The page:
When Johnny Cash sang about falling into a burning ring of fire, we’re pretty sure he was talking about living in New York City in August, which is why this month’s culture roundup is replete with ways to keep it chill indoors—like a new Ellen Page film that offers the perfect excuse to Netflix and grill—as well as a few reasons to brave the heat, including MoMA PS1’s final installation at Fort Tilden.
10. Not that we need an excuse to head to the beach in August, but Katharina Grosse’s installation, Rockaway!, at Fort Tilden’s aquatics building is reason enough to hitch a ride to the Rockaways. To call Grosse’s latest work site-specific is kind of an understatement, seeing as how the German artist transformed the decaying building, which never bounced back after Hurricane Sandy and will be demolished after the exhibition closes in November, into her canvas, spray painting it in electric hues of oranges and pinks inspired by a beachy sunset.
9. Despite the myriad of issues surrounding the management of this year’s summer Olympics, I still plan on tuning in to see Michael Phelps potentially make more history in the pool, Simone Biles be an all-around badass in women’s gymnastics and the rest of Team USA go for the gold, starting Aug. 5 with the opening ceremony.
8. Metrograph hasn’t been open long, but the LES cinema is slowly becoming my favorite place to take in a film. This month, I’m heading to Ludlow Street to see The Seventh Fire, a documentary by director Jack Pettibone Riccabono, which explores the violent and destructive drug culture on a Native American reservation in Minnesota through the experiences of two of its most powerful gang members—Rob, a repeat offender facing his fifth stent in prison, and Kevin, a Native teenager trying to break into the black-market business.
7. It should come as no surprise that PJ Harvey’s upcoming concert at Terminal 5 on Aug. 16 sold out pretty much as soon as tickets went up for grabs. The broody, British musician is currently touring her ninth solo album, The Hope Six Demolition Project, which Rolling Stone named as one of the 45 Best Albums of 2016 So Far. If you didn’t click quick enough to score tickets to the show on the 16th, you’re in luck: The venue has added a second show on Aug. 15 tickets to which go on sale at 10am tomorrow.
Photo: Maria Mochnacz/PJ Harvey
6. There’s time to get in at least one more beach read before Labor Day puts an unofficial end to summer. If you’re still looking for a contender, consider picking up a copy of Homegoing by Yaa Gayasi. Being born in Ghana and raised in Alabama left Gayasi with a unique perspective that she weaves throughout her debut novel, which is both historically and geographically sweeping in scale. From 18th-century Ghana to the Harlem Renaissance, it follows the fates of two half sisters whose lives take on entirely different trajectories when one is sold into slavery and the other marries a slave trader.
5. Before Bill Cunningham, the beloved street photographer who passed away in June, hopped on his bike and started capturing the cultural zeitgeist of New York City, Diane Arbus was snapping citizens from Times Square to Coney Island. Unlike Cunningham’s work, which started appearing in weekly columns for the New York Times in 1989, the majority of Arbus’ images have never been seen by the public until now. A new exhibition of her earlier work, which includes over 100 photographs—of children and eccentrics, couples and circus performers, female impersonators and Fifth Avenue pedestrians—is currently on view at The Met Breuer, which acquired her archive in 2007.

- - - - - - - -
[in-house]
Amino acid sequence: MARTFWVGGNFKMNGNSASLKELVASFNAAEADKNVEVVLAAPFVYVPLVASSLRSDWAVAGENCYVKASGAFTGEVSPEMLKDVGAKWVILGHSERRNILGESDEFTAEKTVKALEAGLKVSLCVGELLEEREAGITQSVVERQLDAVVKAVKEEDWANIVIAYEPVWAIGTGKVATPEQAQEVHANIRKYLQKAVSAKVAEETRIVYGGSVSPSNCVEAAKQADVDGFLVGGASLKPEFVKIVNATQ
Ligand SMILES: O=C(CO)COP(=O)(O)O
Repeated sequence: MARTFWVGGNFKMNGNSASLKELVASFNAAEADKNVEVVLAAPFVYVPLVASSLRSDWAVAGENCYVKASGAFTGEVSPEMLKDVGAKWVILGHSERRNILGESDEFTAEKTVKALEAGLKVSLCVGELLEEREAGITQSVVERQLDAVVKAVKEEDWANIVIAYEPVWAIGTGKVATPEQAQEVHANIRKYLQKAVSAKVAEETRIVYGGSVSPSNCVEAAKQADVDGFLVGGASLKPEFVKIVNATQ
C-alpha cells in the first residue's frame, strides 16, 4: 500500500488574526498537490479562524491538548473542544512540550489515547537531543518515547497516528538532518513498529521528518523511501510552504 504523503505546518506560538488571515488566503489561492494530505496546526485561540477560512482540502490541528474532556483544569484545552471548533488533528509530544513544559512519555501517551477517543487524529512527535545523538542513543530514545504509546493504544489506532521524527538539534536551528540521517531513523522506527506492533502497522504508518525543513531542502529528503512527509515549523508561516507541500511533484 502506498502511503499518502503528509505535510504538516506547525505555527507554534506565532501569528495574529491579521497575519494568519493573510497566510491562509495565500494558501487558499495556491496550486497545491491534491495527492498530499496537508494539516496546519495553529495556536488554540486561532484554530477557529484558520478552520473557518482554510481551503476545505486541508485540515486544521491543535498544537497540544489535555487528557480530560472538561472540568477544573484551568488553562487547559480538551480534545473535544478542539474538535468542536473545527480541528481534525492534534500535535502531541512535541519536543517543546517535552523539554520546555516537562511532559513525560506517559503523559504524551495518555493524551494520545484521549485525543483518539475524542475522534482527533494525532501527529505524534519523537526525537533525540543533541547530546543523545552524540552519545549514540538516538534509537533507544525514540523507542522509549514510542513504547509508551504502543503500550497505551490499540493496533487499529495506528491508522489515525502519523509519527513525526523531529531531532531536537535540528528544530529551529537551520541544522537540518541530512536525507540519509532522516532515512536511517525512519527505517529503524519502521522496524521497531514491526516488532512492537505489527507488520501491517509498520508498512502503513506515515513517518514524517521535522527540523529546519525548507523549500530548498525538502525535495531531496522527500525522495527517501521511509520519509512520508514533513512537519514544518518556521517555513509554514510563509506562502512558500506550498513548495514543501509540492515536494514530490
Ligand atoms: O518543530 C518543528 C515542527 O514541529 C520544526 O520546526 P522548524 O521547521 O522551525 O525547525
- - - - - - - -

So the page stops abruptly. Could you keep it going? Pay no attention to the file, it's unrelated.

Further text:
4. If you missed Sharon Jones’ season-opening concert for Celebrate Brooklyn!, you have another chance to hear a powerhouse performance from the singer this summer thanks to the new documentary Miss Sharon Jones! currently screening at IFC Center. The film focuses on a year in the life of Jones, who has been called “the female James Brown,” as she attempts to beat another bout of cancer and stage a comeback. It was directed by two-time Academy Award-winning director Barbara Kopple and is in theaters at IFC through Aug. 4. If you can’t make it to the theater in time, the doc will also be on demand this fall on Starz.
3. It’s been a minute since Ellen Page appeared on screen, but the Canadian actress is back with a new Netflix Original Movie, Tallulah, which premieres tomorrow. The premise of the feature film seems particularly fitting for Page, who entered our pop-culture consciousness playing an unexpected mother to comedic aplomb in Juno. In Tallulah, Page plays a drifter who decides to kidnap a baby from his neglectful mother and attempts to pass him off as her own. The dramatic comedy reunites Page with her Juno co-star Allison Janney, and was helmed by Sian Heder, a producer for Orange is the New Black.
2. Come the last weekend in August, you’ll find me at Commodore Barry Park for the annual Afropunk Festival and it’s not just because I live in the neighborhood. This year’s lineup, which includes the likes of Living Colour, Ice Cube and Angel Haze, is as eclectic as ever, and tickets are up for grabs here.
1. Between her hat collection, the fact that she spends her downtime as a doula and her ability to make ex-boyfriends publicly apologize to her mother because they broke up with her, it’s easy to forget that Erykah Badu’s pop-culture status stems from her music, but for anyone who needs a refresher, Badu is playing at the new Ford Amphitheater in Coney Island on Aug 3.
And last but not least–we also want to plug our free, August indoor movie series with the Brooklyn Historical Society. Our first selection of Brooklyn on Screen–Spike Lee’s Do the Right Thing--is oversubscribed but we hope you join us for Moonstruck and The Warriors–free with RSVP!